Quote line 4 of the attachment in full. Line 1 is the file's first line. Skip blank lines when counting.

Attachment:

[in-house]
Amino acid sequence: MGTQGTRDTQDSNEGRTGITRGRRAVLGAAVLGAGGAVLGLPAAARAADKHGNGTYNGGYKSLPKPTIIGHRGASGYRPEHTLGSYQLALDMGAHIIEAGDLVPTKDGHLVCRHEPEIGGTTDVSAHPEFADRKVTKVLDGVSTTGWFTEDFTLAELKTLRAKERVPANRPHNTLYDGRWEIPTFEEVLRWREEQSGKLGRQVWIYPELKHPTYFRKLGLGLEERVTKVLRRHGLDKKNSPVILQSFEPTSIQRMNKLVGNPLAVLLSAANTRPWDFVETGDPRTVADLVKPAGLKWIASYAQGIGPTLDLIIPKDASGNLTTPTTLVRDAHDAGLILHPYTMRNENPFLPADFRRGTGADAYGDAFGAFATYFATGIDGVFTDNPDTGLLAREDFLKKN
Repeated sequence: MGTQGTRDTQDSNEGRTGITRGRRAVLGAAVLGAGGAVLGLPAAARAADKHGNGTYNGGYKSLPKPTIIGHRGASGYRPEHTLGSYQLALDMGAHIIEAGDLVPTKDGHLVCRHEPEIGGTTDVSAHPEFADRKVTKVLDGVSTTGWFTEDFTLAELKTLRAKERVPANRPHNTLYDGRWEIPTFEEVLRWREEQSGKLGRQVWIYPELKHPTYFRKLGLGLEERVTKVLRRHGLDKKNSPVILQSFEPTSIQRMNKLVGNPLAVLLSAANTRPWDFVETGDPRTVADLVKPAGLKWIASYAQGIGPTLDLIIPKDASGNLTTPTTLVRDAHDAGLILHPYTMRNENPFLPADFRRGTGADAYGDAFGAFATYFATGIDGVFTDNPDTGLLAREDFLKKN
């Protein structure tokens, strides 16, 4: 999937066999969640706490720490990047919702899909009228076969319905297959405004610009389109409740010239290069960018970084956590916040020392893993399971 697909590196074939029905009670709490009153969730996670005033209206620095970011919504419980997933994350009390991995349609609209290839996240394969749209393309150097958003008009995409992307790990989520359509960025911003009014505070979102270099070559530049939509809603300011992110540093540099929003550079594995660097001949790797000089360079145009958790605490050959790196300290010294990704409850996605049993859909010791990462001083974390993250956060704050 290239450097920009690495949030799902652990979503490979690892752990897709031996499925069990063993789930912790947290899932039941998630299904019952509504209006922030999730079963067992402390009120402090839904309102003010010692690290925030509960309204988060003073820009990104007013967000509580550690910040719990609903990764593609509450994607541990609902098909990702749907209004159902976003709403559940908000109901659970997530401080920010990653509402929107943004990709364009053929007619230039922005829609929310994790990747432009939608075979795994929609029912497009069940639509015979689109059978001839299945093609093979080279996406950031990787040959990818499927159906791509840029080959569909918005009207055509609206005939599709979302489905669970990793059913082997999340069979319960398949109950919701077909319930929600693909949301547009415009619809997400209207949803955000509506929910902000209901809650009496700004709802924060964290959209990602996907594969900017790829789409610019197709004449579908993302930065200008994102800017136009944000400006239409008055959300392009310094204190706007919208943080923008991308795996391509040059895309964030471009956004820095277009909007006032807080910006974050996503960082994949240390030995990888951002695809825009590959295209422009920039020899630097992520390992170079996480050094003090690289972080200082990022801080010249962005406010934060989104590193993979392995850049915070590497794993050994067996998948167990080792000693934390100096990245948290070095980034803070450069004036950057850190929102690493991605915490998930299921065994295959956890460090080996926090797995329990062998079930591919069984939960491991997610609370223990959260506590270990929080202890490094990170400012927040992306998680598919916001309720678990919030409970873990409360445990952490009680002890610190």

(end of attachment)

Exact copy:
């Protein structure tokens, strides 16, 4: 999937066999969640706490720490990047919702899909009228076969319905297959405004610009389109409740010239290069960018970084956590916040020392893993399971 697909590196074939029905009670709490009153969730996670005033209206620095970011919504419980997933994350009390991995349609609209290839996240394969749209393309150097958003008009995409992307790990989520359509960025911003009014505070979102270099070559530049939509809603300011992110540093540099929003550079594995660097001949790797000089360079145009958790605490050959790196300290010294990704409850996605049993859909010791990462001083974390993250956060704050 290239450097920009690495949030799902652990979503490979690892752990897709031996499925069990063993789930912790947290899932039941998630299904019952509504209006922030999730079963067992402390009120402090839904309102003010010692690290925030509960309204988060003073820009990104007013967000509580550690910040719990609903990764593609509450994607541990609902098909990702749907209004159902976003709403559940908000109901659970997530401080920010990653509402929107943004990709364009053929007619230039922005829609929310994790990747432009939608075979795994929609029912497009069940639509015979689109059978001839299945093609093979080279996406950031990787040959990818499927159906791509840029080959569909918005009207055509609206005939599709979302489905669970990793059913082997999340069979319960398949109950919701077909319930929600693909949301547009415009619809997400209207949803955000509506929910902000209901809650009496700004709802924060964290959209990602996907594969900017790829789409610019197709004449579908993302930065200008994102800017136009944000400006239409008055959300392009310094204190706007919208943080923008991308795996391509040059895309964030471009956004820095277009909007006032807080910006974050996503960082994949240390030995990888951002695809825009590959295209422009920039020899630097992520390992170079996480050094003090690289972080200082990022801080010249962005406010934060989104590193993979392995850049915070590497794993050994067996998948167990080792000693934390100096990245948290070095980034803070450069004036950057850190929102690493991605915490998930299921065994295959956890460090080996926090797995329990062998079930591919069984939960491991997610609370223990959260506590270990929080202890490094990170400012927040992306998680598919916001309720678990919030409970873990409360445990952490009680002890610190």